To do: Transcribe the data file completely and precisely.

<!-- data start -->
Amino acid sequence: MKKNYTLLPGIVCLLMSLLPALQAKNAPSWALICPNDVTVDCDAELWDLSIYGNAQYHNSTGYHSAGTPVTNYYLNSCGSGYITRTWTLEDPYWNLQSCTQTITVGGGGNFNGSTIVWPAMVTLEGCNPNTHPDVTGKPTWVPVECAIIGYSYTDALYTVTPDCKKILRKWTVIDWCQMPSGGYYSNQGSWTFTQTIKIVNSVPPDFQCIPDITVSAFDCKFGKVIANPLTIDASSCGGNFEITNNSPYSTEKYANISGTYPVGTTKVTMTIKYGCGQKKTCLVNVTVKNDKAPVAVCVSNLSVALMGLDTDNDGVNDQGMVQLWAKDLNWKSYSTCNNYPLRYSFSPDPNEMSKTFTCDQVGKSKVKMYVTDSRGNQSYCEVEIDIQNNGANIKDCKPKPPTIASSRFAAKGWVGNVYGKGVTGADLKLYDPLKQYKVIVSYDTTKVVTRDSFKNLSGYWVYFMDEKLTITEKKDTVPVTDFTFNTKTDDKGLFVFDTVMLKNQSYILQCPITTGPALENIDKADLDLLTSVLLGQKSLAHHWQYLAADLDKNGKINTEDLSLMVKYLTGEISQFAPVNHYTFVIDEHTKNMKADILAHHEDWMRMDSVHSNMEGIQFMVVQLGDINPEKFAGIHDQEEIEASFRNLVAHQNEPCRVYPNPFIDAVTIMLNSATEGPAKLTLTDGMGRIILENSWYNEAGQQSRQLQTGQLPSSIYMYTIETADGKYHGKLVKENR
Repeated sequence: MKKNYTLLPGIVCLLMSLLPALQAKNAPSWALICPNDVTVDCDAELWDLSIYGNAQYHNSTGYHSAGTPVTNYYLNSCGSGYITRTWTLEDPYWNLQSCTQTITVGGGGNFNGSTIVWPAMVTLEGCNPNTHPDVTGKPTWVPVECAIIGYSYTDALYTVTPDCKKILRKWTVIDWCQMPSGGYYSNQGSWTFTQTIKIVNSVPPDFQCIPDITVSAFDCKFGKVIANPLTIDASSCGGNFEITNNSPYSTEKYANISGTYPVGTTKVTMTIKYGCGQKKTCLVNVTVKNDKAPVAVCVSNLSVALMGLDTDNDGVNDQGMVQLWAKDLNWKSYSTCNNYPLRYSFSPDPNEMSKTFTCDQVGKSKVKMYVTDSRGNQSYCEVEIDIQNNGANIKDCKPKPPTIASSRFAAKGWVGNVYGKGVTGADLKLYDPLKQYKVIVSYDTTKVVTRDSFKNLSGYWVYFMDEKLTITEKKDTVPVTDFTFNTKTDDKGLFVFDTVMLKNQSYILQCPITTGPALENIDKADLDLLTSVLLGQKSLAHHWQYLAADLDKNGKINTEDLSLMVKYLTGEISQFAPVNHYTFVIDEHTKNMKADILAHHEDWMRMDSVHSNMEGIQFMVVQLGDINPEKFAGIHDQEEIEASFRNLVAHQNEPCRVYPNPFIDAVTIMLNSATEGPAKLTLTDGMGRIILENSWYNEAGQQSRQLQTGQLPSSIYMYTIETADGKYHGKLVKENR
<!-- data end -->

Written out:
Amino acid sequence: MKKNYTLLPGIVCLLMSLLPALQAKNAPSWALICPNDVTVDCDAELWDLSIYGNAQYHNSTGYHSAGTPVTNYYLNSCGSGYITRTWTLEDPYWNLQSCTQTITVGGGGNFNGSTIVWPAMVTLEGCNPNTHPDVTGKPTWVPVECAIIGYSYTDALYTVTPDCKKILRKWTVIDWCQMPSGGYYSNQGSWTFTQTIKIVNSVPPDFQCIPDITVSAFDCKFGKVIANPLTIDASSCGGNFEITNNSPYSTEKYANISGTYPVGTTKVTMTIKYGCGQKKTCLVNVTVKNDKAPVAVCVSNLSVALMGLDTDNDGVNDQGMVQLWAKDLNWKSYSTCNNYPLRYSFSPDPNEMSKTFTCDQVGKSKVKMYVTDSRGNQSYCEVEIDIQNNGANIKDCKPKPPTIASSRFAAKGWVGNVYGKGVTGADLKLYDPLKQYKVIVSYDTTKVVTRDSFKNLSGYWVYFMDEKLTITEKKDTVPVTDFTFNTKTDDKGLFVFDTVMLKNQSYILQCPITTGPALENIDKADLDLLTSVLLGQKSLAHHWQYLAADLDKNGKINTEDLSLMVKYLTGEISQFAPVNHYTFVIDEHTKNMKADILAHHEDWMRMDSVHSNMEGIQFMVVQLGDINPEKFAGIHDQEEIEASFRNLVAHQNEPCRVYPNPFIDAVTIMLNSATEGPAKLTLTDGMGRIILENSWYNEAGQQSRQLQTGQLPSSIYMYTIETADGKYHGKLVKENR
Repeated sequence: MKKNYTLLPGIVCLLMSLLPALQAKNAPSWALICPNDVTVDCDAELWDLSIYGNAQYHNSTGYHSAGTPVTNYYLNSCGSGYITRTWTLEDPYWNLQSCTQTITVGGGGNFNGSTIVWPAMVTLEGCNPNTHPDVTGKPTWVPVECAIIGYSYTDALYTVTPDCKKILRKWTVIDWCQMPSGGYYSNQGSWTFTQTIKIVNSVPPDFQCIPDITVSAFDCKFGKVIANPLTIDASSCGGNFEITNNSPYSTEKYANISGTYPVGTTKVTMTIKYGCGQKKTCLVNVTVKNDKAPVAVCVSNLSVALMGLDTDNDGVNDQGMVQLWAKDLNWKSYSTCNNYPLRYSFSPDPNEMSKTFTCDQVGKSKVKMYVTDSRGNQSYCEVEIDIQNNGANIKDCKPKPPTIASSRFAAKGWVGNVYGKGVTGADLKLYDPLKQYKVIVSYDTTKVVTRDSFKNLSGYWVYFMDEKLTITEKKDTVPVTDFTFNTKTDDKGLFVFDTVMLKNQSYILQCPITTGPALENIDKADLDLLTSVLLGQKSLAHHWQYLAADLDKNGKINTEDLSLMVKYLTGEISQFAPVNHYTFVIDEHTKNMKADILAHHEDWMRMDSVHSNMEGIQFMVVQLGDINPEKFAGIHDQEEIEASFRNLVAHQNEPCRVYPNPFIDAVTIMLNSATEGPAKLTLTDGMGRIILENSWYNEAGQQSRQLQTGQLPSSIYMYTIETADGKYHGKLVKENR